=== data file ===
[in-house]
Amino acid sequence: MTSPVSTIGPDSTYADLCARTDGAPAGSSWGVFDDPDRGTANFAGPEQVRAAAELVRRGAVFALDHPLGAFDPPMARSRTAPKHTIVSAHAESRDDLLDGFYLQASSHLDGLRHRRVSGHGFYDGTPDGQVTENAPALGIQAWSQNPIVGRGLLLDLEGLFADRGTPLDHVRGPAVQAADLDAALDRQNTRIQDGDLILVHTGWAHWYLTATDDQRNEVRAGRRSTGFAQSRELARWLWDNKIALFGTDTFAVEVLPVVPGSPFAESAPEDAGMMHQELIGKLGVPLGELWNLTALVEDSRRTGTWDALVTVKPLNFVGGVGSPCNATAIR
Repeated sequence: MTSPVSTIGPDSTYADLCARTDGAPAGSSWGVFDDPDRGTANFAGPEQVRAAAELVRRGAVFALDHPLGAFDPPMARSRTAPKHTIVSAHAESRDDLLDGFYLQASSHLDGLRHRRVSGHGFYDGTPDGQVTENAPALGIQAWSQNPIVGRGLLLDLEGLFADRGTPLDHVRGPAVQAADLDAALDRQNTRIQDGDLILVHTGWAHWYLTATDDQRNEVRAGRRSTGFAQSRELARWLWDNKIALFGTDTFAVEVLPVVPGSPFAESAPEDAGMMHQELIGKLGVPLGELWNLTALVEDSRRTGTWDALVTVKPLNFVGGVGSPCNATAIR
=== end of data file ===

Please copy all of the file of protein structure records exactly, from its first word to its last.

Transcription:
[in-house]
Amino acid sequence: MTSPVSTIGPDSTYADLCARTDGAPAGSSWGVFDDPDRGTANFAGPEQVRAAAELVRRGAVFALDHPLGAFDPPMARSRTAPKHTIVSAHAESRDDLLDGFYLQASSHLDGLRHRRVSGHGFYDGTPDGQVTENAPALGIQAWSQNPIVGRGLLLDLEGLFADRGTPLDHVRGPAVQAADLDAALDRQNTRIQDGDLILVHTGWAHWYLTATDDQRNEVRAGRRSTGFAQSRELARWLWDNKIALFGTDTFAVEVLPVVPGSPFAESAPEDAGMMHQELIGKLGVPLGELWNLTALVEDSRRTGTWDALVTVKPLNFVGGVGSPCNATAIR
Repeated sequence: MTSPVSTIGPDSTYADLCARTDGAPAGSSWGVFDDPDRGTANFAGPEQVRAAAELVRRGAVFALDHPLGAFDPPMARSRTAPKHTIVSAHAESRDDLLDGFYLQASSHLDGLRHRRVSGHGFYDGTPDGQVTENAPALGIQAWSQNPIVGRGLLLDLEGLFADRGTPLDHVRGPAVQAADLDAALDRQNTRIQDGDLILVHTGWAHWYLTATDDQRNEVRAGRRSTGFAQSRELARWLWDNKIALFGTDTFAVEVLPVVPGSPFAESAPEDAGMMHQELIGKLGVPLGELWNLTALVEDSRRTGTWDALVTVKPLNFVGGVGSPCNATAIR